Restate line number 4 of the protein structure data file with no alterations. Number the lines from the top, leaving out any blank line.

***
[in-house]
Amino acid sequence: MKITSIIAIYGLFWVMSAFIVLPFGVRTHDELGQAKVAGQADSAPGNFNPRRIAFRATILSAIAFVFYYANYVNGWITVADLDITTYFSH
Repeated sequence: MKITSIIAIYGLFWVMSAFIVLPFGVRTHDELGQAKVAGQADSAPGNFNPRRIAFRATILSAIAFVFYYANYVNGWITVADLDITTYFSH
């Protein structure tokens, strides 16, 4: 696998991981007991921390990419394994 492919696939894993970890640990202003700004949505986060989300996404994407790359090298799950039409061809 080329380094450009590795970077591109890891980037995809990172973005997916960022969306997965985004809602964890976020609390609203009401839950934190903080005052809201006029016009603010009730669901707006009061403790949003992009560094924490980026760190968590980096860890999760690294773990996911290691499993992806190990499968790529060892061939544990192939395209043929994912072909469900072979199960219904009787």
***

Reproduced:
């Protein structure tokens, strides 16, 4: 696998991981007991921390990419394994 492919696939894993970890640990202003700004949505986060989300996404994407790359090298799950039409061809 080329380094450009590795970077591109890891980037995809990172973005997916960022969306997965985004809602964890976020609390609203009401839950934190903080005052809201006029016009603010009730669901707006009061403790949003992009560094924490980026760190968590980096860890999760690294773990996911290691499993992806190990499968790529060892061939544990192939395209043929994912072909469900072979199960219904009787």